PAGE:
The Wolf War and Missteps in Capturing a Wolf Pup – Wolf Totem, Part 3

Continuing our reading of Rong Jiang’s bestselling novel Wolf Totem (姜戎的”狼图腾”), the story picks up with Chenzhen’s quest to capture a wolf pup to raise.  In chapter 9, Chenzhen goes with Yangke to Black Rock Mountain along with a couple of dogs and horses three hours before dawn.  It’s cloudy with no moonlight or starlight.  They suddenly hear a wolf howling toward the northeast and find a den.  The hunting dogs help them kill the mother, but the pups won’t come out, and the boys decide that they can force them out since wolves are afraid of guns and gunpowder.  They explode firecrackers in the hole; blue smoke billows out of the ground.  Chenzhen yells to Yangke that he thinks this situation doesn’t look good.  Indeed, they find when they can finally get into the den later that all of the wolf pups are dead. They find a second wolf den but retreat to Bilige’s yurt empty-handed.

In chapter 10, Bilige is furious when he hears that the two Han students blew up a firecracker in a wolf den and didn’t expect it to cause much damage.  The old man tells Chenzhen what a sin it was, noting that the Han like to stir up trouble more than Mongolians do, and he really scolds him on how killing wolf pups can ultimately destroy the prairie.  The smoke from the firecracker was likely to spread across the valley on the wind.  Chenzhen promises not to do anything like that again as he is brought a bowl of sheep meat as they eat together.  Bilige explains how the food chain works on the prairie, giving examples of how rabbits would overrun it if the wolves aren’t around to hold them in check.  They plan on how to capture a wolf next time.  The next morning, they eat with a 25-year-old ox herder Daoerji, and the four of them go out hunting wolves.  They find a den where the mother is gone and grab her young pups that barely have their eyes open.  The hunting dogs are going wild.  The men hasten home, worrying that the mother is near and may attack them.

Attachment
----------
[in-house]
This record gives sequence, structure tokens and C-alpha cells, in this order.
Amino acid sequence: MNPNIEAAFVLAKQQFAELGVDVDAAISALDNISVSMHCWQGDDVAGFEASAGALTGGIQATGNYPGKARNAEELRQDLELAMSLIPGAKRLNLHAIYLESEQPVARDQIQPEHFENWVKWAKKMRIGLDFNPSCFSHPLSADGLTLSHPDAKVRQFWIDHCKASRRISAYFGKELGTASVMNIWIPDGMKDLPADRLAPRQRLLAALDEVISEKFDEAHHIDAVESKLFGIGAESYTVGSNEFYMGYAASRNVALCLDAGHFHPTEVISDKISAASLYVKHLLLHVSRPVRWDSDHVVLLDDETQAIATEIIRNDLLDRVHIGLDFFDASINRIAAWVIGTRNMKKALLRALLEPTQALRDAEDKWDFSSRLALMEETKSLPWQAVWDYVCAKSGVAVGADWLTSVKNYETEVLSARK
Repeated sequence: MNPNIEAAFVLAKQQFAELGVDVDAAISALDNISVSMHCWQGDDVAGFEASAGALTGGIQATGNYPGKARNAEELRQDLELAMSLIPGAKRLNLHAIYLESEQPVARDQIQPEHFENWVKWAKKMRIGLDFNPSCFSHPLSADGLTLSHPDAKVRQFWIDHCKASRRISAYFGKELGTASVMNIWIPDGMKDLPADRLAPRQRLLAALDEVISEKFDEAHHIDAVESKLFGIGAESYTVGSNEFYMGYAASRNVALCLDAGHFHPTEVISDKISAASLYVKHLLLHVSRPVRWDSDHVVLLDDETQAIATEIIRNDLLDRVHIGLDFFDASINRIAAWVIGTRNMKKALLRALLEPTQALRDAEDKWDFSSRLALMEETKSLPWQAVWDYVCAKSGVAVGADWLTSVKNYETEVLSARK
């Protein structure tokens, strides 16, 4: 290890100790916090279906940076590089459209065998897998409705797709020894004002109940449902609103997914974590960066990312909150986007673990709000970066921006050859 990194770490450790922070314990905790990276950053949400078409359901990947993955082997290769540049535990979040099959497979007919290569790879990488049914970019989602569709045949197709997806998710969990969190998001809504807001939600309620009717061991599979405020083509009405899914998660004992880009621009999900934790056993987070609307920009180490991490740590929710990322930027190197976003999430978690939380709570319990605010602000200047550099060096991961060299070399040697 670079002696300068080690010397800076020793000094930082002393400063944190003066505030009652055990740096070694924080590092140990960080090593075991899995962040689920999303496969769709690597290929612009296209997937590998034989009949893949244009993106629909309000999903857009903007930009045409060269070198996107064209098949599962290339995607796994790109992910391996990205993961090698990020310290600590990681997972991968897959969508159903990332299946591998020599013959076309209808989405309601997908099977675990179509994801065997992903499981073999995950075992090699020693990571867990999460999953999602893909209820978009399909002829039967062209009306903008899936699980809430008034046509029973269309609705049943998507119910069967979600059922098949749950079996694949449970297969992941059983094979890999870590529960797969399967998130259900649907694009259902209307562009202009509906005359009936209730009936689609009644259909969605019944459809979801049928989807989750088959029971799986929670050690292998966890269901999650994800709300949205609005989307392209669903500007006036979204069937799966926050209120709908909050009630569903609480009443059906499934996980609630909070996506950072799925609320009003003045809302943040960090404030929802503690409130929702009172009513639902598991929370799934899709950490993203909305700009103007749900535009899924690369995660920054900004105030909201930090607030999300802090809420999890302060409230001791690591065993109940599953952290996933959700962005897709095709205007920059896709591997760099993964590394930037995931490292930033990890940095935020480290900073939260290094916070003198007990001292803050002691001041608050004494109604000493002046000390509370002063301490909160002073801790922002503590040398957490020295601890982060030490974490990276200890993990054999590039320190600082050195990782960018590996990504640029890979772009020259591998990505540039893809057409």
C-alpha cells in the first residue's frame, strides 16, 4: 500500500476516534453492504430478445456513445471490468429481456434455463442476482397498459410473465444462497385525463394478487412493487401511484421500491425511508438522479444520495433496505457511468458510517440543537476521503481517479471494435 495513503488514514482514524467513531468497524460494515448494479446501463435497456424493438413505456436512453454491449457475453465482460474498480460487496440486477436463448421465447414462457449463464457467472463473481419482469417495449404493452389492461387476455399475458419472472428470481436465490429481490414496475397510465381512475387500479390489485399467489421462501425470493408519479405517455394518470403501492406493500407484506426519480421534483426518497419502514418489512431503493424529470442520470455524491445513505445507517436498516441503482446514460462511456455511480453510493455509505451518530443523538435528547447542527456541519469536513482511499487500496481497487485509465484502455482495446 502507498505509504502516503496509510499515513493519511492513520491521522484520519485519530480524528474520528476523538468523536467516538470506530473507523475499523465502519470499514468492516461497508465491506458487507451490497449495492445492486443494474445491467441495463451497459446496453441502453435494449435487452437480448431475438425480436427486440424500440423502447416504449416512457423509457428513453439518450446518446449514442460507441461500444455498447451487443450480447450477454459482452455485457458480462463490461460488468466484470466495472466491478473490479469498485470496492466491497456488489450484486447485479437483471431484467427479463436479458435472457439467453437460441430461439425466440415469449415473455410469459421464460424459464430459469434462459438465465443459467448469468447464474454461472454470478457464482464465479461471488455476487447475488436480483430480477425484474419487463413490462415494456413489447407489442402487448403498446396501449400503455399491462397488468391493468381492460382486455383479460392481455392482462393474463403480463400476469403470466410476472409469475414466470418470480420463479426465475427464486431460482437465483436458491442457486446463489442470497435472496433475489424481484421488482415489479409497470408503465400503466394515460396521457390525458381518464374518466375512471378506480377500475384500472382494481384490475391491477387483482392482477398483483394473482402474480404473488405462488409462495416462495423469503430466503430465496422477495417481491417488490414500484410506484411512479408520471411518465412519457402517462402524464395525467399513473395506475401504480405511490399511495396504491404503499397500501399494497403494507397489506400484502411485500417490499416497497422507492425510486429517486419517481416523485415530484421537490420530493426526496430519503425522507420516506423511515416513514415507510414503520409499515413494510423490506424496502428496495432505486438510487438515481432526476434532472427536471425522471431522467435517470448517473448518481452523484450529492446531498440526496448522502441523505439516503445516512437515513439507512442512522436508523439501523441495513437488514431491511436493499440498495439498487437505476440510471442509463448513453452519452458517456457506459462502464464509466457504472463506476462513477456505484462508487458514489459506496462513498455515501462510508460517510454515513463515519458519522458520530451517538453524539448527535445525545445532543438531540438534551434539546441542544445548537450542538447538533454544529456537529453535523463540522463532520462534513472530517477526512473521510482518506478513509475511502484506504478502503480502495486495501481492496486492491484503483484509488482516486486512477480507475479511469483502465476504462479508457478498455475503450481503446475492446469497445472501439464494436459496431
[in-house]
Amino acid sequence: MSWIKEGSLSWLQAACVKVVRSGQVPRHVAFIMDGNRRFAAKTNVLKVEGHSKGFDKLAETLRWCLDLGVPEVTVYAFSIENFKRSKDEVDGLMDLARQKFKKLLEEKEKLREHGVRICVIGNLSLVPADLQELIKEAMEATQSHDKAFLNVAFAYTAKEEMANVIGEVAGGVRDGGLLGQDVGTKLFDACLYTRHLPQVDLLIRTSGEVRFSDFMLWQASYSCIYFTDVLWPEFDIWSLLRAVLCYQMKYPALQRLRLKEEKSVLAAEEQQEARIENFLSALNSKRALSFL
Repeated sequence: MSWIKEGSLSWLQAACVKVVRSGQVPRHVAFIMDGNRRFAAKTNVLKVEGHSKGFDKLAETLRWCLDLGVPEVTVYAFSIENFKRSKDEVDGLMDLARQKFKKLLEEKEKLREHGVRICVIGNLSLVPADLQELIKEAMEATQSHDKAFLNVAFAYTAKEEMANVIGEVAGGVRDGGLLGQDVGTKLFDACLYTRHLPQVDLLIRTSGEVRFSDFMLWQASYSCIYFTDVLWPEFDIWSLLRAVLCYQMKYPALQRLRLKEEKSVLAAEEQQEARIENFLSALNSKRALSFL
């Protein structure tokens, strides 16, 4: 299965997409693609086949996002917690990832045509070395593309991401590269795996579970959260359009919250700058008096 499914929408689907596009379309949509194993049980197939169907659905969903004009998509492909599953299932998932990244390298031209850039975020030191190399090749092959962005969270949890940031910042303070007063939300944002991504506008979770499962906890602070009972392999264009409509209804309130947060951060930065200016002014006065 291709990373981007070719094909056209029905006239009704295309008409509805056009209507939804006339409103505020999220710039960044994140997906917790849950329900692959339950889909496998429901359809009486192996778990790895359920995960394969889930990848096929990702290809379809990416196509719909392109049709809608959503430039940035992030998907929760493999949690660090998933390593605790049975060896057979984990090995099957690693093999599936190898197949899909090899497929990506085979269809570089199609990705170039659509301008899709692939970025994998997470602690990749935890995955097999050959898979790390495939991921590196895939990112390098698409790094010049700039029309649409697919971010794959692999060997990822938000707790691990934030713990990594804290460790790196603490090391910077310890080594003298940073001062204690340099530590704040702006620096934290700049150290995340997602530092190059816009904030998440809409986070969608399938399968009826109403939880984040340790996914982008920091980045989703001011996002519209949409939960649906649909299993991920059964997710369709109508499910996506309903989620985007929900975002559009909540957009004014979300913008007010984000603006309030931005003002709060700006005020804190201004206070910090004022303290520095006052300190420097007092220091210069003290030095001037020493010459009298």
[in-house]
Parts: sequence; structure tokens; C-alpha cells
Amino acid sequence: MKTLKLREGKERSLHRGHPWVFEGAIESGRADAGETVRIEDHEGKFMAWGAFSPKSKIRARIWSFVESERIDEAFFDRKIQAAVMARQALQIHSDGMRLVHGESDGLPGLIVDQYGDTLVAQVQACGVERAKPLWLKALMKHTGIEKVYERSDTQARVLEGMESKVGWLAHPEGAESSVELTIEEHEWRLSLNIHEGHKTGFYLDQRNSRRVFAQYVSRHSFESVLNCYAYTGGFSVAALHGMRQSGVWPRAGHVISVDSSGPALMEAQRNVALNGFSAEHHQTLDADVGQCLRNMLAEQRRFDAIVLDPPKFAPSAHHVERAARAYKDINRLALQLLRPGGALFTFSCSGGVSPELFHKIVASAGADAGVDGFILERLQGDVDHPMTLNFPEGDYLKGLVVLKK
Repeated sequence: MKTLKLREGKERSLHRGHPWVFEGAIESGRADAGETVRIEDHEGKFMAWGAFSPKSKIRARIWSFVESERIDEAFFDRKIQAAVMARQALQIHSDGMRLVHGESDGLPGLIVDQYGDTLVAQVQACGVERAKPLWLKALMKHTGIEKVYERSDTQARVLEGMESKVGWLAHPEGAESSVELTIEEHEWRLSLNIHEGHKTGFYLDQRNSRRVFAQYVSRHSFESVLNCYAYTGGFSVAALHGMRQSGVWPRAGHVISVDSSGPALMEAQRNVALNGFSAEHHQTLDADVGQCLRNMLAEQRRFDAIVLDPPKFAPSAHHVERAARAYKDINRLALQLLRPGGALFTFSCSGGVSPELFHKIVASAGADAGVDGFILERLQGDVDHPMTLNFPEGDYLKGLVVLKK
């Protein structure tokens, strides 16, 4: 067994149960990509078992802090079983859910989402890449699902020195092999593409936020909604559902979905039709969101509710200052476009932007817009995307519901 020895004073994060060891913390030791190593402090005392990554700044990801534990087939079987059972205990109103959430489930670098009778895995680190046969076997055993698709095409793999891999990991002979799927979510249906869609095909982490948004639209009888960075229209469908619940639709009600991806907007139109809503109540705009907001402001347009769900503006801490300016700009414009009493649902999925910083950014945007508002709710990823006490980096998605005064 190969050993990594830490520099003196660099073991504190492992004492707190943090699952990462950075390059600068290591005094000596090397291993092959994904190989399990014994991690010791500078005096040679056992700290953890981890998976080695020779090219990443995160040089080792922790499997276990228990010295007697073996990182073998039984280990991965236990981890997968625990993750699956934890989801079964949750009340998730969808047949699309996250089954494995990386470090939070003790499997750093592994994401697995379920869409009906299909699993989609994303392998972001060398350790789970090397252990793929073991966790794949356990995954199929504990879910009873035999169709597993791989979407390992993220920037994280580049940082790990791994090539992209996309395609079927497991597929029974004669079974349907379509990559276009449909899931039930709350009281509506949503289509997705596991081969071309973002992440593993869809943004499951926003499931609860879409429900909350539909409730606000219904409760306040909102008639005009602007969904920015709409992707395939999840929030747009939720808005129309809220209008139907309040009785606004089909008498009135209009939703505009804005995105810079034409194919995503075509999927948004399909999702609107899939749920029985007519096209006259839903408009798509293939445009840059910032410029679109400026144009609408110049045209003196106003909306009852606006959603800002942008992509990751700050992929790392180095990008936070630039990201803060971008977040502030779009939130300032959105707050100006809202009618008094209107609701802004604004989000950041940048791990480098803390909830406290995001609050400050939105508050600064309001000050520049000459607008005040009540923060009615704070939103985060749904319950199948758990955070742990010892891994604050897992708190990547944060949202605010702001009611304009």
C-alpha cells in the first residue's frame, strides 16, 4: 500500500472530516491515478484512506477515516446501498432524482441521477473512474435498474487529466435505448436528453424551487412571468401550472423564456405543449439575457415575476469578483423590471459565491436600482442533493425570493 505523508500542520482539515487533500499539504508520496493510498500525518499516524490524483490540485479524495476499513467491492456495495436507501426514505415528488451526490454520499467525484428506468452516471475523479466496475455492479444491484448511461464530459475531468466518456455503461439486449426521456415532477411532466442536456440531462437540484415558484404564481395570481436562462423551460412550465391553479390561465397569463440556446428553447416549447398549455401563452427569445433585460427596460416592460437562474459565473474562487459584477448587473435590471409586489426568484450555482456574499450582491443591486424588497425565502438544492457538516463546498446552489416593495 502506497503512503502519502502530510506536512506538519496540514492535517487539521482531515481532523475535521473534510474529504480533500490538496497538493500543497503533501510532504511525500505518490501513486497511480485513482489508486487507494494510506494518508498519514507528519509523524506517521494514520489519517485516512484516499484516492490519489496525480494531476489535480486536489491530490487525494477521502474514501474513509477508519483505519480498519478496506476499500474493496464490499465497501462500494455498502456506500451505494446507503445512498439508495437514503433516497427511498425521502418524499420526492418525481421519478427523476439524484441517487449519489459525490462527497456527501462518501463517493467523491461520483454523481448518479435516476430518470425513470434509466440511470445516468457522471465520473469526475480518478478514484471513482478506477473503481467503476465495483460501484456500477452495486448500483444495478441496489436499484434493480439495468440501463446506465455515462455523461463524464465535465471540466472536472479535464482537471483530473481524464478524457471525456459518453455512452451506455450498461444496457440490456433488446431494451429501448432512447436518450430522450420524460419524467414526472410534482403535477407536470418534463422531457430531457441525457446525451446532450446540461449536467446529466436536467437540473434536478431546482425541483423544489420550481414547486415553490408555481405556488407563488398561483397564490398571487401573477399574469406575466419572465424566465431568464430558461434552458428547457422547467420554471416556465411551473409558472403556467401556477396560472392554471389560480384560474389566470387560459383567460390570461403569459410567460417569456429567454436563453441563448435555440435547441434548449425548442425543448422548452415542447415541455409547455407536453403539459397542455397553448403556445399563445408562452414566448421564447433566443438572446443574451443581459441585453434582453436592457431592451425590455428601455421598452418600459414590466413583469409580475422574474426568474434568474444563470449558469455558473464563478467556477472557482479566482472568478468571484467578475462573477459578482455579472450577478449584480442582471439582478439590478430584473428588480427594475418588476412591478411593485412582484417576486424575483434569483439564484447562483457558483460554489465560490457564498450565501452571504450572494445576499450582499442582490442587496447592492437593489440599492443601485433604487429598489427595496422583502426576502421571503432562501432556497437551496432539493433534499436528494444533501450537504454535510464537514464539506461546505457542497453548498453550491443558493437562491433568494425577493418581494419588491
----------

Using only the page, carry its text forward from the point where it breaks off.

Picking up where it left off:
In chapter 11, the group of hunters returns home with seven wolf pups, and they sit around the stove eating roast meat with tea.  Chenzhen wonders if he should take the extra pups he doesn’t want back to the lair and asks Yangke to go with him.  He explains to Daoerji that his plan is to raise a male wolf and mate it with a female dog.  In the group of 7 pups, there are 4 males and 3 females.  The men talk about what to feed them, and Daoerji points out how silly it would be to use ox milk since wolves eat oxen.  Someone takes the hunting dogs out so they won’t bite up the pups, whom Chenzhen is keeping in his school bag.  Daoerji suggests the extra wolf pups should be killed instead of taken back to the den, noting that Chenzhen is a sheep herder after all, so he should have no qualms about killing wolves since that’s part of the job.  One of them says a prayer to heaven and does the deed with a knife.  The men plan on skinning the dead pups later for the pelts.  Chenzhen puts the remaining pup in a pit just outside of their yurt.